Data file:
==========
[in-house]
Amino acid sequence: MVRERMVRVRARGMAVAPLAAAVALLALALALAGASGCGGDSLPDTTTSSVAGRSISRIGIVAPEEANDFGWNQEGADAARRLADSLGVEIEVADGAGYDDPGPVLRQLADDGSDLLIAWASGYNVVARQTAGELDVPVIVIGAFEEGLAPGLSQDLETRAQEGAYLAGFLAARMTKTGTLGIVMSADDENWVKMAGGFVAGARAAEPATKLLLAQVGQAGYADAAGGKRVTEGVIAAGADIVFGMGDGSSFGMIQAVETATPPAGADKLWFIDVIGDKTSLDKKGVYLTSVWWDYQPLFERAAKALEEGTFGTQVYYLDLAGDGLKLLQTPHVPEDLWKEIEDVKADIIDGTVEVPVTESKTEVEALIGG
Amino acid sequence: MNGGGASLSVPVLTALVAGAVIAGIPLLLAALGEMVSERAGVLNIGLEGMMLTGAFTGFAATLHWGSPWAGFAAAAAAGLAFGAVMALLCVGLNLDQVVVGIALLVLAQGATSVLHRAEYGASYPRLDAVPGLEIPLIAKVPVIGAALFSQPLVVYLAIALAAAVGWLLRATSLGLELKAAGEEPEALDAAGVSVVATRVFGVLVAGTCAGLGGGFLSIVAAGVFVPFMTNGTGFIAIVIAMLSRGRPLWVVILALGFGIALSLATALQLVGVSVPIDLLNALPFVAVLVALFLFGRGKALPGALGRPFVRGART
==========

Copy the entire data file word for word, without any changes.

[in-house]
Amino acid sequence: MVRERMVRVRARGMAVAPLAAAVALLALALALAGASGCGGDSLPDTTTSSVAGRSISRIGIVAPEEANDFGWNQEGADAARRLADSLGVEIEVADGAGYDDPGPVLRQLADDGSDLLIAWASGYNVVARQTAGELDVPVIVIGAFEEGLAPGLSQDLETRAQEGAYLAGFLAARMTKTGTLGIVMSADDENWVKMAGGFVAGARAAEPATKLLLAQVGQAGYADAAGGKRVTEGVIAAGADIVFGMGDGSSFGMIQAVETATPPAGADKLWFIDVIGDKTSLDKKGVYLTSVWWDYQPLFERAAKALEEGTFGTQVYYLDLAGDGLKLLQTPHVPEDLWKEIEDVKADIIDGTVEVPVTESKTEVEALIGG
Amino acid sequence: MNGGGASLSVPVLTALVAGAVIAGIPLLLAALGEMVSERAGVLNIGLEGMMLTGAFTGFAATLHWGSPWAGFAAAAAAGLAFGAVMALLCVGLNLDQVVVGIALLVLAQGATSVLHRAEYGASYPRLDAVPGLEIPLIAKVPVIGAALFSQPLVVYLAIALAAAVGWLLRATSLGLELKAAGEEPEALDAAGVSVVATRVFGVLVAGTCAGLGGGFLSIVAAGVFVPFMTNGTGFIAIVIAMLSRGRPLWVVILALGFGIALSLATALQLVGVSVPIDLLNALPFVAVLVALFLFGRGKALPGALGRPFVRGART